During the morning hours of September 30, Miles began an attack on the Nez Perce village that lay in a shallow crescent shaped valley. High bluffs and terraces dominated the valley. Miles deployed Companies F and H, Second Cavalry to capture the horse herd. These companies moved north and west. Their movements were further west than intended, but they succeed in capturing most of the herd. Company G of the Second pursued some Nez Perce, who escaped the camp, and engaged them about five miles north of the Bear Paw battlefield.

Companies A, D, and K, Seventh Cavalry attacked the village from the south side, but were repulsed with significant losses. Several charges were made by the army during the day. Mounted elements of the Fifth Infantry moved along the village's eastern bluffs and engaged the Nez Perce. Nez Perce losses were about twenty-two killed, although casualties were costly to the small Nez Perce force. The Nez Perce used the terrain effectively and dug riflepits to provide cover for the warriors. The Nez Perce effectively held their ground, giving way slightly to the ever tightening circle of soldiers.

By evening Miles had effectively encircled the village, although White Bird and about 50 other Nez Perce escaped and finally reached haven in Canada. Miles could not destroy or capture the village without additional significant losses. He brought up the artillery and bombarded the camp. Skirmishing from riflepits continued for the next three days. Neither side made any headway.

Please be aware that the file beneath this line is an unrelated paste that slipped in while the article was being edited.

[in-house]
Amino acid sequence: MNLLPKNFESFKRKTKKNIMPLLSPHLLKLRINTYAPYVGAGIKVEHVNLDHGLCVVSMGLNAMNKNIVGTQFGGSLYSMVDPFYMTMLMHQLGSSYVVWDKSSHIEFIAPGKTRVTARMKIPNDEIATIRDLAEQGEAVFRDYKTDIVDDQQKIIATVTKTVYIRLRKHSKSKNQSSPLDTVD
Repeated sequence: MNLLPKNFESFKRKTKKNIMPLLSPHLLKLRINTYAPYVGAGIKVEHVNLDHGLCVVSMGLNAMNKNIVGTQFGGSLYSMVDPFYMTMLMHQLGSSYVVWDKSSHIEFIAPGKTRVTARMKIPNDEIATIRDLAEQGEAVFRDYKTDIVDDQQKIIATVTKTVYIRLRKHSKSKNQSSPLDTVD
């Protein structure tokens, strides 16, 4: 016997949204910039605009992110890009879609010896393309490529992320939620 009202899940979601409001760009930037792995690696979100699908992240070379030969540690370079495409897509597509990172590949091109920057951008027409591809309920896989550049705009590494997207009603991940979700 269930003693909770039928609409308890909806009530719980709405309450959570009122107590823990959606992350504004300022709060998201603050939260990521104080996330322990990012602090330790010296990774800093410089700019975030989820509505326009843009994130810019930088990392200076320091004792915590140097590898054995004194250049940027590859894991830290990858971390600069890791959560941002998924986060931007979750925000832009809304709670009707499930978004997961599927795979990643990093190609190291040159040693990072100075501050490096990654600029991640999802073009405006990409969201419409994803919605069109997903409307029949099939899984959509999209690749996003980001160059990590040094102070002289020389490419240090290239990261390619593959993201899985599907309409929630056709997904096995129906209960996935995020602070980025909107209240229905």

Howard, with his command, arrived on October 3 and the stalemate was broken. Joseph surrendered his band on October 5. The Nez Perce had twenty-five killed with at least 46 wounded. The army had twenty-three killed and 45 wounded. At least one and possibly two wounded later died. Of the soldier dead all but four were Seventh Cavalrymen. The soldier dead were buried on the field, on the terrace south of the village site. The remains were later exhumed and moved to Custer National Cemetery. The Nez Perce dead were also buried on the field, and probably remain there today.